8 Years Later
Andriana adjusted her mask, tightening the ties in the back and sliding it up slightly. She stared at her reflection in the mirror for a long moment.
“It’ll do.” Swiftly, she untied the the ribbon and caught the mask as it slid off her face.
Ioseppa clucked her tongue as the proprietress of the shop they were in smiled a bit more widely than was seemly and took the mask to the counter to wrap up Andriana’s new purchase.
“I think I’ll swing by The Toastillery and pick up the makings of a picnic. Doesn’t a picnic sound grand? The weather has been so splendid lately. I don’t want to waste a minute of it!”
The shopkeeper froze as Ioseppa sighed deeply. Wandering off as an unchaperoned, unmarried woman was highly frowned upon. Wandering off as an unchaperoned, unmarried woman to not-so-subtly meet your lover? Well, frowning wasn’t quite the reaction most people had.
But Andriana had shed society’s expectations of her years ago. Though this wasn’t the life she expected and, quite honestly, if she could go back in time and change things, she certainly would, this wasn’t a life she hated. If anything, she relished in the newfound freedoms she had. Uncle Dom had afforded her the ability, and even encouraged her, to stop living up to the ideals and expectations of society and forge her own path.
She turned toward the door to make her way to her favorite restaurant – really they had the most delicious paninos! – and froze as a great white wolf trotted through the front door.
Though magic had worked its way into humans lives a hundred or so years ago, it was always a shock to see one of magic’s creatures in person. It happened quite often in certain social circles – circles Andriana had avoided for nearly ten years now – after all, vampires, werewolves, witches and wizards, all of them were highly regarded in society. Rumor had it that the Mixologist, one of the strongest wizards to come into power in centuries, could snap his fingers and get anything he wanted. Not magically, of course, but he had that much sway over the wealthy and powerful. No one knew much about him, but he must be old because his mixes of alcohol and magic had been all the rage since before Andriana was born. No one under 20 was supposed to drink them, because of their high magic content. If you were born a halfling, part human and part magical, or if you were born a witch or wizard, you typically came into your power in your late teens. The Mixologist’s cocktails were so powerful, they could alter your or even strip your potential magic. It was the same with newly bitten weres or vampires. Now at 26, Andriana hadn’t had a sip of one of the Mixologist’s cocktails since that fateful night. She’d sworn off all magic, even charms for the perfect hair, steaming her dress, or other harmless things that most people used in their day to day life. She’d forbid Ioseppa or any of the other household staff from using magic in her vicinity or on her belongings. Magic made her weepy. And mad.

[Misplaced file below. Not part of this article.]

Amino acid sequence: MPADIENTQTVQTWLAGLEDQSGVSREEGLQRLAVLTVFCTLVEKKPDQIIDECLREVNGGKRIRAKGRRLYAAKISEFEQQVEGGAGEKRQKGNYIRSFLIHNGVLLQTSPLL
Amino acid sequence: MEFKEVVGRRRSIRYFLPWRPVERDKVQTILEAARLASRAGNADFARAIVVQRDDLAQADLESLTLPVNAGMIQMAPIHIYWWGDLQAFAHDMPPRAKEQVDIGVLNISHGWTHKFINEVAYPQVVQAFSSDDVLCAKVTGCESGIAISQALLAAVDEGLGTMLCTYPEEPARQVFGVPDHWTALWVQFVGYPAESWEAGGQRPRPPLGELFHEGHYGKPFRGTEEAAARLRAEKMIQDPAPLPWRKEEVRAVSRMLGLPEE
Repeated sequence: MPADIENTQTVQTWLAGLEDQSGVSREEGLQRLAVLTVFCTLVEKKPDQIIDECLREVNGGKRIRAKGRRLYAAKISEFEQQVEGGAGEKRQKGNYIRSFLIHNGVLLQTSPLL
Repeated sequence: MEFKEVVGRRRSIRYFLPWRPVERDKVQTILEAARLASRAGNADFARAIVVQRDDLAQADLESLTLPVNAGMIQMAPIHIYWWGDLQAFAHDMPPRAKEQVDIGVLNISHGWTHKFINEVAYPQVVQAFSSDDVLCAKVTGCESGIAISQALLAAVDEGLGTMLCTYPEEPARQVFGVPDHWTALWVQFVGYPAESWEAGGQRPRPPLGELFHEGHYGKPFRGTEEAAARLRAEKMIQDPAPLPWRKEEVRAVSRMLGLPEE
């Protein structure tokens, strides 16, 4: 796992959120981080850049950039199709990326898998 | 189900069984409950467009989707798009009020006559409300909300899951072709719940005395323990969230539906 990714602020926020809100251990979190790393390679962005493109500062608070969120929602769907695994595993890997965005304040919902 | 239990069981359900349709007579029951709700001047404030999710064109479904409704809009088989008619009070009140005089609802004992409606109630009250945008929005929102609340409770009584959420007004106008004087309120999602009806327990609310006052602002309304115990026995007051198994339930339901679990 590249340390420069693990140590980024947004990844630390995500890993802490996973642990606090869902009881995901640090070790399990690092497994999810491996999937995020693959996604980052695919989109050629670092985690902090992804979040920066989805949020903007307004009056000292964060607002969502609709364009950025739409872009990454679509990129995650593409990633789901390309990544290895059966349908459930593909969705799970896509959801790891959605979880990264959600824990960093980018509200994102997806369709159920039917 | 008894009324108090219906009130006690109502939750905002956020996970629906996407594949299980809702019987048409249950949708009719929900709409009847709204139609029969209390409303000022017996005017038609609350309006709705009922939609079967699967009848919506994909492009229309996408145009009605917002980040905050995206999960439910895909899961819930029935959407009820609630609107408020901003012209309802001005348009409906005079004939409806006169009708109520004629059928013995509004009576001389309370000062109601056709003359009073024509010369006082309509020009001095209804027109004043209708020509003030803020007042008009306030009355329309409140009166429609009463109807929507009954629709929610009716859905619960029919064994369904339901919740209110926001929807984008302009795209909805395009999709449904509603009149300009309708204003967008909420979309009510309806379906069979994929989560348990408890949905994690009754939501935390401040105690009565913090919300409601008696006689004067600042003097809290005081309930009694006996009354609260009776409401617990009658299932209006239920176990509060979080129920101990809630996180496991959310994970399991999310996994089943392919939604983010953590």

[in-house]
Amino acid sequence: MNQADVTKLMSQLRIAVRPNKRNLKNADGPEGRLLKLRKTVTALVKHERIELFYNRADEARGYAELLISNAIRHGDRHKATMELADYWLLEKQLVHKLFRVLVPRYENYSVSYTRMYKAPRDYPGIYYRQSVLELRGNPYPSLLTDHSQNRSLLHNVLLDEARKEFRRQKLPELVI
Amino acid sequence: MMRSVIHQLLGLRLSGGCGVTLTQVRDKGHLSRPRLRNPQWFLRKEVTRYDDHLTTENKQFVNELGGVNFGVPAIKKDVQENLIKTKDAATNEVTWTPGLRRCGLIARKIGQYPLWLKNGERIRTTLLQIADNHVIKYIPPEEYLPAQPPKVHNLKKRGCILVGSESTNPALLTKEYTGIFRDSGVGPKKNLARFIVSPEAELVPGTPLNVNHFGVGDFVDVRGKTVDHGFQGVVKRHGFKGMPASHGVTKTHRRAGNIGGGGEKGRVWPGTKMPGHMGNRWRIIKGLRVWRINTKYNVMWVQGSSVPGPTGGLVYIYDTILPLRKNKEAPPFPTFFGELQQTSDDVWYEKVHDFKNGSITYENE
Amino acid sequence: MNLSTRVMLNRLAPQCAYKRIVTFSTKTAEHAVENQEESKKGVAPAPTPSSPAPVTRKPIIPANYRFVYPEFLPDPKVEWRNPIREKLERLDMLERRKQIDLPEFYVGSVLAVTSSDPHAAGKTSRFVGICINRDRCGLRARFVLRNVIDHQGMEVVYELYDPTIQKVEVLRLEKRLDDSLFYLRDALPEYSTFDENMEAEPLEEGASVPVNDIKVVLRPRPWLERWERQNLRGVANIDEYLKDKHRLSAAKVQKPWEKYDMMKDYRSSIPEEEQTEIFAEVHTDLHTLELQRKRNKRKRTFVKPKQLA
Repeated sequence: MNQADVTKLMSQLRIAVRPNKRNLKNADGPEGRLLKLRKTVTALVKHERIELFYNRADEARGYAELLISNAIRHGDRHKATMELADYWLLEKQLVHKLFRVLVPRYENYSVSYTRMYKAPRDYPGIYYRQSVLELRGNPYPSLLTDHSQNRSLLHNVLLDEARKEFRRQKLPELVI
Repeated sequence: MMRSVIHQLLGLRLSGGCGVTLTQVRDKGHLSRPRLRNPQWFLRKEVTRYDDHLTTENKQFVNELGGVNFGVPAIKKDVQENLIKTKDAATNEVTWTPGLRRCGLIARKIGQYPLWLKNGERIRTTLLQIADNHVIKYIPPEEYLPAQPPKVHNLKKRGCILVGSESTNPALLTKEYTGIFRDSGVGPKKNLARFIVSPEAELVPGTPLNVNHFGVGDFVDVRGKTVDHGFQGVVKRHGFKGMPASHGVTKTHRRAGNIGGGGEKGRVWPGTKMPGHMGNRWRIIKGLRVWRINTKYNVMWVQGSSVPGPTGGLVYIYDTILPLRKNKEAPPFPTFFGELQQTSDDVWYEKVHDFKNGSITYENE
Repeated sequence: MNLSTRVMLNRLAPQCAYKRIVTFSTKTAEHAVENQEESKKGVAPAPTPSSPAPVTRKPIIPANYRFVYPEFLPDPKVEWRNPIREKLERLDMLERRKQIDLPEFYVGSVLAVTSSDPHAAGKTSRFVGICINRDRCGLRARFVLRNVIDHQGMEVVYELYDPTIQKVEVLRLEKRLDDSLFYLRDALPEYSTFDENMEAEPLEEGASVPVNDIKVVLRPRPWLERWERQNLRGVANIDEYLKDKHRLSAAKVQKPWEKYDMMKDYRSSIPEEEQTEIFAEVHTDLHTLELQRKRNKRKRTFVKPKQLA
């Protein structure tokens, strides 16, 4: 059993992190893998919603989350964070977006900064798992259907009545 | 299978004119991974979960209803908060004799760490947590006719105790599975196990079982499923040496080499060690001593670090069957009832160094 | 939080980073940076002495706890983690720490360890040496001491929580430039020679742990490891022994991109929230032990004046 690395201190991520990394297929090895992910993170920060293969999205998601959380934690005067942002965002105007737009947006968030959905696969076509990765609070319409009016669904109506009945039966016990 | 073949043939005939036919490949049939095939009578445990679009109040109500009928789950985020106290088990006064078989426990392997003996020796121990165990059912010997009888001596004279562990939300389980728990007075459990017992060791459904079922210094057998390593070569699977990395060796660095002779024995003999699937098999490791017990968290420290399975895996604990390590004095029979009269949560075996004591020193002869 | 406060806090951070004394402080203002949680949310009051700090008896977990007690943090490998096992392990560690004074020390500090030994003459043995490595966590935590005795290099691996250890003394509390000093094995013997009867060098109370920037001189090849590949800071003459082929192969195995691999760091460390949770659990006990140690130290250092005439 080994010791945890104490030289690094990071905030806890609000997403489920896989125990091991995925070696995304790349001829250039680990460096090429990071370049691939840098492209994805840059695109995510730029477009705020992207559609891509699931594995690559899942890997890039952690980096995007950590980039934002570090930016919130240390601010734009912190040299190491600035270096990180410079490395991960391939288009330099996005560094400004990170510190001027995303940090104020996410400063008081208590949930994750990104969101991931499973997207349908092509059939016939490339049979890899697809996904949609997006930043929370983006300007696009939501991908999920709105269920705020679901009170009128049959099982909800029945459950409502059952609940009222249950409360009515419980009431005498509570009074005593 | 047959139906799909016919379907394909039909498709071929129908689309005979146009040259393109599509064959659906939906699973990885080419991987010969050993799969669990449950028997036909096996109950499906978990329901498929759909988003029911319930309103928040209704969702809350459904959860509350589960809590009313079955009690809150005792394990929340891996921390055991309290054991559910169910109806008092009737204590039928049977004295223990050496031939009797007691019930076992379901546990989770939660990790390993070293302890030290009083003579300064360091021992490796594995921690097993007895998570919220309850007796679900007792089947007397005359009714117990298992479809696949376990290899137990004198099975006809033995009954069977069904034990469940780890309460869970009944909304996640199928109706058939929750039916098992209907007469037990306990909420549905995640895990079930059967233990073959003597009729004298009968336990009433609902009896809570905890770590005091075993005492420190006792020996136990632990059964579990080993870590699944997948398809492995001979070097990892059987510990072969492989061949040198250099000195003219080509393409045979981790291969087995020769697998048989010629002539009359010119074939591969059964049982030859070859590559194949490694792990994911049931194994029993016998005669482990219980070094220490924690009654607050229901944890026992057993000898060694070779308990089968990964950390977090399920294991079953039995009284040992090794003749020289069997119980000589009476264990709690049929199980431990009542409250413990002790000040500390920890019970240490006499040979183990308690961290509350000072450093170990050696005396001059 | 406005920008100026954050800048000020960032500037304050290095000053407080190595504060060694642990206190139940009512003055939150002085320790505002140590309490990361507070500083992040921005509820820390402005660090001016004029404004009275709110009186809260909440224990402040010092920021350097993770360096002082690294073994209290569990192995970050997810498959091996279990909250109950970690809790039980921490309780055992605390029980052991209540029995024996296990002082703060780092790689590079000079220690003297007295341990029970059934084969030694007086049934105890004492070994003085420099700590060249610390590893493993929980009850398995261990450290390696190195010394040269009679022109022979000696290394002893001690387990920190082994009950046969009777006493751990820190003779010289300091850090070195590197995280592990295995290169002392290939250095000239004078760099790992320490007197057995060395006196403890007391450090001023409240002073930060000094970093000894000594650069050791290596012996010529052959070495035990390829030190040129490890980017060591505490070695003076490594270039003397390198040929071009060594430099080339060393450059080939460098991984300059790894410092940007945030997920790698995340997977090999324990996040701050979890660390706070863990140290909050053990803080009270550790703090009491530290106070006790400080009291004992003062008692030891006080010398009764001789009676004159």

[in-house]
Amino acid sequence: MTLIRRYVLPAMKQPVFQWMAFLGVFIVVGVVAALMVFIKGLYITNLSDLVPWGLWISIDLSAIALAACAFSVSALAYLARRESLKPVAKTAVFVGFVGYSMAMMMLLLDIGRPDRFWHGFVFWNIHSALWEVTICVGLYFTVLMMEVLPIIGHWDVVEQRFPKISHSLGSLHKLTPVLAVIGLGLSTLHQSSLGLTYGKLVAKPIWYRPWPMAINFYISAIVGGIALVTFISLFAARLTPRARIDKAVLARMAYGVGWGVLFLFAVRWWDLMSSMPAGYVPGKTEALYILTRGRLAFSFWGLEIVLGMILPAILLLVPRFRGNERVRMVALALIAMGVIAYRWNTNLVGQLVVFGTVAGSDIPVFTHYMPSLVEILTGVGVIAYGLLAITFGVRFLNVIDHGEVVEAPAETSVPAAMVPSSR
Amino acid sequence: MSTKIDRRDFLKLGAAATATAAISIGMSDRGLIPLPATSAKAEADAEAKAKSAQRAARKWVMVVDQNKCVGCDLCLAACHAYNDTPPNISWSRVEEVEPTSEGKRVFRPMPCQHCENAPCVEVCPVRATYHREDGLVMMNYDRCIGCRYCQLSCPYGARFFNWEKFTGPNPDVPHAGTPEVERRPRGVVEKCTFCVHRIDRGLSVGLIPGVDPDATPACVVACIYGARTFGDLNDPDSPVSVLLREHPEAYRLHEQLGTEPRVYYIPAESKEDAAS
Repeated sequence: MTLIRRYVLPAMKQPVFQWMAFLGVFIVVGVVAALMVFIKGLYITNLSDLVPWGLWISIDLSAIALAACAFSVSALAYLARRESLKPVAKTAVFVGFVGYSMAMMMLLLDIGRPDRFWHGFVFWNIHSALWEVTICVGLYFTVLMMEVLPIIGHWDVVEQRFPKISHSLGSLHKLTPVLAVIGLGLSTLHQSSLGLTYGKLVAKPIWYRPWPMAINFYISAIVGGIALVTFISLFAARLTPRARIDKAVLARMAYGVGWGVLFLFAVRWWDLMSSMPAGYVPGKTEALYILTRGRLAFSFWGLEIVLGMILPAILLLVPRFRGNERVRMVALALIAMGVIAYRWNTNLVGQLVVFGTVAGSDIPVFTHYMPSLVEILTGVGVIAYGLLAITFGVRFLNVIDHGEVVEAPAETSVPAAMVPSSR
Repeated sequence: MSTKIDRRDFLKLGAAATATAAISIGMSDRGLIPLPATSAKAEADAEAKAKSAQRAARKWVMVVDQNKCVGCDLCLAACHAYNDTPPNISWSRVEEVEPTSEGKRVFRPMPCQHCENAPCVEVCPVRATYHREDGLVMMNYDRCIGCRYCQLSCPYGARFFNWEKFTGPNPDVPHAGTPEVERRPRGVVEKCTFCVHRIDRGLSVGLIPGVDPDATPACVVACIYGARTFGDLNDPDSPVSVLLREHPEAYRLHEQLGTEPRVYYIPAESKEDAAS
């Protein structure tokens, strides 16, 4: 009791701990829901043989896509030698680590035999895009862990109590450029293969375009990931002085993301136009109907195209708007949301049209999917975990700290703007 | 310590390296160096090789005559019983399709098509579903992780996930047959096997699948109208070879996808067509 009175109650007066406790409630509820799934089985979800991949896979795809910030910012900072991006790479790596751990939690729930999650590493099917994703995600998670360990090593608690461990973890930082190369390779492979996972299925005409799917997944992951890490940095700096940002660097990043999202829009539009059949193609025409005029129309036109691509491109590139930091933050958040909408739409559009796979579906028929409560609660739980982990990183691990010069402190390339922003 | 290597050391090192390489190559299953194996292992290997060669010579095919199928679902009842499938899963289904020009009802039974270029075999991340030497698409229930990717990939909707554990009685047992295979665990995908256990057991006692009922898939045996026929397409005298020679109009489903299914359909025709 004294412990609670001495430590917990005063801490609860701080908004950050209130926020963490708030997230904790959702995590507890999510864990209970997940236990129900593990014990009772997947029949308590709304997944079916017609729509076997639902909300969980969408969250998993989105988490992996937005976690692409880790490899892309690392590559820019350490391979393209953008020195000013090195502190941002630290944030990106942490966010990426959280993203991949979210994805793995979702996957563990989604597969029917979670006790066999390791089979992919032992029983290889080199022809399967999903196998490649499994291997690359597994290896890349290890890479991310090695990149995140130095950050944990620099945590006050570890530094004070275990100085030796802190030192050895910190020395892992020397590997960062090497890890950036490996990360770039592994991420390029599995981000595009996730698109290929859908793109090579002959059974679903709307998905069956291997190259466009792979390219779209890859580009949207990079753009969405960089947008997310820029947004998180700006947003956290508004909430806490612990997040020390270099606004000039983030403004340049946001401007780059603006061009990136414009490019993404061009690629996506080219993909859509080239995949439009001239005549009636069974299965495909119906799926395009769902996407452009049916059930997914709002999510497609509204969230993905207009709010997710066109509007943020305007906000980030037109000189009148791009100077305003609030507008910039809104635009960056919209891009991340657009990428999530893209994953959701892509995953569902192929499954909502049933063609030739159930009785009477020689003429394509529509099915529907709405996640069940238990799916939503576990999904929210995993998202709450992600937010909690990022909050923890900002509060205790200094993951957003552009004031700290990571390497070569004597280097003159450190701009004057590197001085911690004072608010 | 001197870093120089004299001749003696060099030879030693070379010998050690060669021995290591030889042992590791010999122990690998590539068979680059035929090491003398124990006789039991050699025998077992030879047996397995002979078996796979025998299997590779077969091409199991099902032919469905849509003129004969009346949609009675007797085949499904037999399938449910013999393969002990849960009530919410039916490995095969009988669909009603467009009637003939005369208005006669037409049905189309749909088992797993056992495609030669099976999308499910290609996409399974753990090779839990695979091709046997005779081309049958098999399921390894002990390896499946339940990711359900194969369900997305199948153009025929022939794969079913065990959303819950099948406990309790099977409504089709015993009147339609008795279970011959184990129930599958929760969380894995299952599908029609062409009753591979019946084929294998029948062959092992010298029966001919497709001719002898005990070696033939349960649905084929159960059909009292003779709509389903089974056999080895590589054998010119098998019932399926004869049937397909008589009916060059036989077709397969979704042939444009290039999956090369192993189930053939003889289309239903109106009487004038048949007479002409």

Even seeing that wolf started to make Andriana’s blood boil. She narrowed her eyes at the wolf as her lips curled in disgust. While much of society was okay or even partial to magic, Andriana was not. The Italian Committee Against Magic, ICAM, was fighting a war against the supernatural. Andriana had been delighted to obtain an invite to one of their exclusive meetings tonight. Considering how much money she had been donating to their cause, she felt it was long overdue.
The shopkeeper, Andriana couldn’t remember her name, finally spoke. “Ah, Agustin, I presume you’re also in need of a mask for the masquerade?”
At that, Andriana whirled around towards the shopkeeper, though she was loathe to leave the wolf at her back.
“I wasn’t aware your,” Andriana paused with a significant look over her shoulder, “customers included animals.”
The wolf growled lowly, a warning.
Andriana ignored it. After all, she had no fear of being attacked in daylight in public. She almost hoped she would be – that could be used to turn society against the monsters.
The shopkeeper looked stunned.
“Not to worry, I’ll take my business elsewhere. Ioseppa – do find another mask. I’m late for my picnic.” Andriana marched out the door, her head held high, her cloak swirling behind her.
Andriana rolled over, her eyes closed as she took deep breaths, relishing in the feel of the warm sun playing over her skin.
“Well, that was certainly more fun than another day studying finances,” her companion murmured, pleased with himself.
“I certainly hope so,” Andriana laughed, stretching her limbs out.
“That is most indecent, my fair lady,” he said, his voice tainted with hunger.
“Already, Galeazzo?” She cracked one eye open, turning to look at him.
At the mention of the childhood nickname given to her by her brother, she flinched, the ice she felt constantly around her heart thickening another millimeter.